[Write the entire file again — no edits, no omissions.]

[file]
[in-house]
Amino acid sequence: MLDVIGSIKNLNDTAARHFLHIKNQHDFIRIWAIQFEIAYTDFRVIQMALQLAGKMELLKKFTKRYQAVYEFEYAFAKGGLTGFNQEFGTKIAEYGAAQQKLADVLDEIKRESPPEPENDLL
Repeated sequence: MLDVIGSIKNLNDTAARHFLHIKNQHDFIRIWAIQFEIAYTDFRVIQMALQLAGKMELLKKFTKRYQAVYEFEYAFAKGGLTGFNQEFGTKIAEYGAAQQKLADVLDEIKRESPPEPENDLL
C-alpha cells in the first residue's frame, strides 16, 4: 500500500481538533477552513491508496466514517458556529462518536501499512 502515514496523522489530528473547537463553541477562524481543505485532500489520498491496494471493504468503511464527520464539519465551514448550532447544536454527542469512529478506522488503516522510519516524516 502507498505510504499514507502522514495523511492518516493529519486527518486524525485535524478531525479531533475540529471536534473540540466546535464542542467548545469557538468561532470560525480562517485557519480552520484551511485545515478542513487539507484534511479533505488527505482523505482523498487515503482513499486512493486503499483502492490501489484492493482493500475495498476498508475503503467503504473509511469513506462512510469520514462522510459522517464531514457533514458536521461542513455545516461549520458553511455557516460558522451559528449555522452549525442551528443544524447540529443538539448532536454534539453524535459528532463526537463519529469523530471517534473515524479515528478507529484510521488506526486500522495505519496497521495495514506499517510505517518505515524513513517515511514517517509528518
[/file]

[in-house]
Amino acid sequence: MLDVIGSIKNLNDTAARHFLHIKNQHDFIRIWAIQFEIAYTDFRVIQMALQLAGKMELLKKFTKRYQAVYEFEYAFAKGGLTGFNQEFGTKIAEYGAAQQKLADVLDEIKRESPPEPENDLL
Repeated sequence: MLDVIGSIKNLNDTAARHFLHIKNQHDFIRIWAIQFEIAYTDFRVIQMALQLAGKMELLKKFTKRYQAVYEFEYAFAKGGLTGFNQEFGTKIAEYGAAQQKLADVLDEIKRESPPEPENDLL
C-alpha cells in the first residue's frame, strides 16, 4: 500500500481538533477552513491508496466514517458556529462518536501499512 502515514496523522489530528473547537463553541477562524481543505485532500489520498491496494471493504468503511464527520464539519465551514448550532447544536454527542469512529478506522488503516522510519516524516 502507498505510504499514507502522514495523511492518516493529519486527518486524525485535524478531525479531533475540529471536534473540540466546535464542542467548545469557538468561532470560525480562517485557519480552520484551511485545515478542513487539507484534511479533505488527505482523505482523498487515503482513499486512493486503499483502492490501489484492493482493500475495498476498508475503503467503504473509511469513506462512510469520514462522510459522517464531514457533514458536521461542513455545516461549520458553511455557516460558522451559528449555522452549525442551528443544524447540529443538539448532536454534539453524535459528532463526537463519529469523530471517534473515524479515528478507529484510521488506526486500522495505519496497521495495514506499517510505517518505515524513513517515511514517517509528518